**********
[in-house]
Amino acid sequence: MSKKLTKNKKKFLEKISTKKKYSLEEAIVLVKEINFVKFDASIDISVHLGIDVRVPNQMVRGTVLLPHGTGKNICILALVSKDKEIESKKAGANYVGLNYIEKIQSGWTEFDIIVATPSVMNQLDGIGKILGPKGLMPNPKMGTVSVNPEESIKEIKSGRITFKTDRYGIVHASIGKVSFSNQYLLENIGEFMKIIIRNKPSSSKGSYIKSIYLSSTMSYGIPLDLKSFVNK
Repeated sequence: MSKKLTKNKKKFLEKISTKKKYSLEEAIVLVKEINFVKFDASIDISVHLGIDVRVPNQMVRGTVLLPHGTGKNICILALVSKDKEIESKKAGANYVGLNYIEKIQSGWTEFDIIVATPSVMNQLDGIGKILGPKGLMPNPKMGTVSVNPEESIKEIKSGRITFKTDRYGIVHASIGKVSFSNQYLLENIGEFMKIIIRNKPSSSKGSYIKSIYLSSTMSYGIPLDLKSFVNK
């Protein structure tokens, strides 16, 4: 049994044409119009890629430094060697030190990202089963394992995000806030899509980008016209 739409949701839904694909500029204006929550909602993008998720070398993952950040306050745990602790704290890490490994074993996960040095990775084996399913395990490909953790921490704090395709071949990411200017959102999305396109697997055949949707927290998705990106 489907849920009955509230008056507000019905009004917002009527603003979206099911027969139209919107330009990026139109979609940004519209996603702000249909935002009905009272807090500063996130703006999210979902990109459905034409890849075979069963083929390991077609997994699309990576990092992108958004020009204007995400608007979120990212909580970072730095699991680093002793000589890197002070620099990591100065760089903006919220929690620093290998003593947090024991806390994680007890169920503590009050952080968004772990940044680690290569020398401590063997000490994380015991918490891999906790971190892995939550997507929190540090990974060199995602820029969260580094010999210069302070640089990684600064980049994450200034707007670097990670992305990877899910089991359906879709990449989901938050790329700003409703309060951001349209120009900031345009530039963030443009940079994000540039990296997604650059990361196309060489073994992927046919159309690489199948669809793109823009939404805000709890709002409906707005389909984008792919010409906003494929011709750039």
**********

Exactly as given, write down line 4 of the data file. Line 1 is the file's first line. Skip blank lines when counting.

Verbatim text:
């Protein structure tokens, strides 16, 4: 049994044409119009890629430094060697030190990202089963394992995000806030899509980008016209 739409949701839904694909500029204006929550909602993008998720070398993952950040306050745990602790704290890490490994074993996960040095990775084996399913395990490909953790921490704090395709071949990411200017959102999305396109697997055949949707927290998705990106 489907849920009955509230008056507000019905009004917002009527603003979206099911027969139209919107330009990026139109979609940004519209996603702000249909935002009905009272807090500063996130703006999210979902990109459905034409890849075979069963083929390991077609997994699309990576990092992108958004020009204007995400608007979120990212909580970072730095699991680093002793000589890197002070620099990591100065760089903006919220929690620093290998003593947090024991806390994680007890169920503590009050952080968004772990940044680690290569020398401590063997000490994380015991918490891999906790971190892995939550997507929190540090990974060199995602820029969260580094010999210069302070640089990684600064980049994450200034707007670097990670992305990877899910089991359906879709990449989901938050790329700003409703309060951001349209120009900031345009530039963030443009940079994000540039990296997604650059990361196309060489073994992927046919159309690489199948669809793109823009939404805000709890709002409906707005389909984008792919010409906003494929011709750039």